With an absent mother, frustrated father and an elder sister whose raging hormones turn into a nuisance – life is not easy for 11-year-old Tommaso (Alessandro Morace). He is the protagonist of Along the Ridge (Anche libero va bene), an Italian Coming-of-Age drama with a strong accent on the interpersonal relationship within the family.
The plot focuses on displaying the dramatic in ordinary situations and, while some may not find it has a coherent development – it still manages to encompass a significant number of motifs that frequent Coming-of-Age narratives such as the differences between social classes, friendship, the relationship between parents and kids, first-love, ambitions, and change in general.
Alessandro Morace delivers a compelling performance in the role of Tommaso. He is on screen in almost every scene (the story is told from his viewpoint after all) and it is his sincere acting which allows the viewers to feel for the struggles and tribulations of his character — a character who is charismatic, yet subjected to an emotional pressure hinted at by his eyes and expressions. Admittedly I half-expected a much more dramatic ending – yet am not completely disappointed with the one the film has as it is in line with the rest of the narrative – sticking to a reality in which a no easy-way out is rare.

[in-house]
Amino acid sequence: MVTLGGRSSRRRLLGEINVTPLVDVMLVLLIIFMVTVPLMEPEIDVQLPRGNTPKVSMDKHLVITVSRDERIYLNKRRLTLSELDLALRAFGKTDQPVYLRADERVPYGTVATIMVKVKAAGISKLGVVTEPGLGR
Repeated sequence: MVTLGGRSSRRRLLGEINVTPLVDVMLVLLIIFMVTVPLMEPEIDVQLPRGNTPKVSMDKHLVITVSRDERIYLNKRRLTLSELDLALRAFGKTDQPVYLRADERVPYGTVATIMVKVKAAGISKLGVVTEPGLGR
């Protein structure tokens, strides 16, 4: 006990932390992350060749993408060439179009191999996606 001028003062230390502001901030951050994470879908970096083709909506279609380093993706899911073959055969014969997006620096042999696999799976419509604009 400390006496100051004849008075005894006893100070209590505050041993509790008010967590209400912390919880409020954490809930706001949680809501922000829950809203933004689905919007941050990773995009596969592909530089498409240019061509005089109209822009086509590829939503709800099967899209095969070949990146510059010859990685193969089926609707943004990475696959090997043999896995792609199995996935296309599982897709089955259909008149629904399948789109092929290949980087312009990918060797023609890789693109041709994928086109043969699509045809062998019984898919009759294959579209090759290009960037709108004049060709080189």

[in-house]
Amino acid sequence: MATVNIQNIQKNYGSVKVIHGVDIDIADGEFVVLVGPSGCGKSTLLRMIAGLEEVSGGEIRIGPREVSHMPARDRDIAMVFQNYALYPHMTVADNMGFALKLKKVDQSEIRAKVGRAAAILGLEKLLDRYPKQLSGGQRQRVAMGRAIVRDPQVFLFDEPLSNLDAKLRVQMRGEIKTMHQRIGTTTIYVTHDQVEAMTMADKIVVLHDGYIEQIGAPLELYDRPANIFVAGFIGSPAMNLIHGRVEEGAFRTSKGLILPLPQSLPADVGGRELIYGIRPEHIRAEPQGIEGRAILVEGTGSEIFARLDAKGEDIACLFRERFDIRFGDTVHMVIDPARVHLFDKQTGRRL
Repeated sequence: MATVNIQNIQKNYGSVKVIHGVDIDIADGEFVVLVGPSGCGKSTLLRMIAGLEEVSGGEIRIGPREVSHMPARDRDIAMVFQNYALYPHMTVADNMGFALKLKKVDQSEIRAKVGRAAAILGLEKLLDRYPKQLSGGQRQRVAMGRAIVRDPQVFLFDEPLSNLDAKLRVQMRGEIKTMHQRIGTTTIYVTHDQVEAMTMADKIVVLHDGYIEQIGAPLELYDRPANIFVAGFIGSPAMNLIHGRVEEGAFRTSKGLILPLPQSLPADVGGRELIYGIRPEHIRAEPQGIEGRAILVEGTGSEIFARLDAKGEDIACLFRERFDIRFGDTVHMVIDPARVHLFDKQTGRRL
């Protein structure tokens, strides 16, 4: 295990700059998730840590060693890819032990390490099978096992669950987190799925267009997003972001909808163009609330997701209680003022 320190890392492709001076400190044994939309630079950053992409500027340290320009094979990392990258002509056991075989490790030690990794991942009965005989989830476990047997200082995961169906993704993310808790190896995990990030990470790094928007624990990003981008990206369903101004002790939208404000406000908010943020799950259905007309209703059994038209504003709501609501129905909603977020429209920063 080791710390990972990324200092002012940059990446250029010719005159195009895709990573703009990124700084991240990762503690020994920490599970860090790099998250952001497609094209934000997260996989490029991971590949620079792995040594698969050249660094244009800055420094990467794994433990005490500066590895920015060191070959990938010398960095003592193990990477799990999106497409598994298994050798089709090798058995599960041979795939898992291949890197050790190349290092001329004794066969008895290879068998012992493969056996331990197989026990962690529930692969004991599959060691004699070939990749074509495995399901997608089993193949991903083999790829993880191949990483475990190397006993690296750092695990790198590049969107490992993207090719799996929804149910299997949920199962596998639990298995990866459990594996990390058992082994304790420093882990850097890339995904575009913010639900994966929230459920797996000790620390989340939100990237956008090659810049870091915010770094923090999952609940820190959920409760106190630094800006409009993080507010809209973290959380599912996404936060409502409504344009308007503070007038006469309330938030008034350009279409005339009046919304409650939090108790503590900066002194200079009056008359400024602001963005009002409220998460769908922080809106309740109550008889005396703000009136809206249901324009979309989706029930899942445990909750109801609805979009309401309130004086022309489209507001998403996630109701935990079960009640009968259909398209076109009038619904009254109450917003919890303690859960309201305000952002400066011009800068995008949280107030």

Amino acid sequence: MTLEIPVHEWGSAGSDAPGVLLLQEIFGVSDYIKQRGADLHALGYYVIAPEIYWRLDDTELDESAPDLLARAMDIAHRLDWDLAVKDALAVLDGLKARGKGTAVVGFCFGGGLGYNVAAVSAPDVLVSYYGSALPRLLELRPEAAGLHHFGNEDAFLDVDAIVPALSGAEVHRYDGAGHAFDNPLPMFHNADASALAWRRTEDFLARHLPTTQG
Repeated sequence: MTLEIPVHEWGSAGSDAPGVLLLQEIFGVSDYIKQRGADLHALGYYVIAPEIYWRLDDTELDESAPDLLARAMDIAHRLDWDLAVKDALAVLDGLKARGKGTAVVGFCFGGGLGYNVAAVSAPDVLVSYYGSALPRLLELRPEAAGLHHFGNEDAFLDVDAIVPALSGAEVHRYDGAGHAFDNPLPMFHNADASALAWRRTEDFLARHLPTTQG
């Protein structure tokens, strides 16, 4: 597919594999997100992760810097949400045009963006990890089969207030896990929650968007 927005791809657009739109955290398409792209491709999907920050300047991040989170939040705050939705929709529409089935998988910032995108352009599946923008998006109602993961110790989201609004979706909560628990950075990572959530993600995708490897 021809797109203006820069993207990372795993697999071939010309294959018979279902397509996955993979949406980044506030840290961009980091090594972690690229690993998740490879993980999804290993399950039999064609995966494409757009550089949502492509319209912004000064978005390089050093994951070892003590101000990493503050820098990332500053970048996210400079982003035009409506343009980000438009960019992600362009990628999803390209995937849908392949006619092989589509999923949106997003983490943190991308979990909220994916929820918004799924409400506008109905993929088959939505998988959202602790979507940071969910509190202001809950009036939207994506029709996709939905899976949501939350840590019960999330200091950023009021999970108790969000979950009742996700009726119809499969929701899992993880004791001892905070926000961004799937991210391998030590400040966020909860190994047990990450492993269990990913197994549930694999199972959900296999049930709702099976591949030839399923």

If you are not used to the realistic approach to storytelling, the film’s length may not be to your taste – especially for people looking for exciting twists in the story. That’s probably the reason why the film is likely to find fans mostly from among older viewers or those who enjoy the experience of discovering a natural talent in first-time child actors.
If you are looking for an uplifting Italian flick with Coming-of-Age overtones, Along the Ridge won’t fill the bill. But you probably will enjoy Gennaro Nunziante’s 2013 comedy Sole a catinelle (Sun in Buckets). If, on the other hand, you like the honesty and realism portrayed and look for similar titles – I recommend the 2011 indie film A Little Closer or the Italian, Incompreso (1966).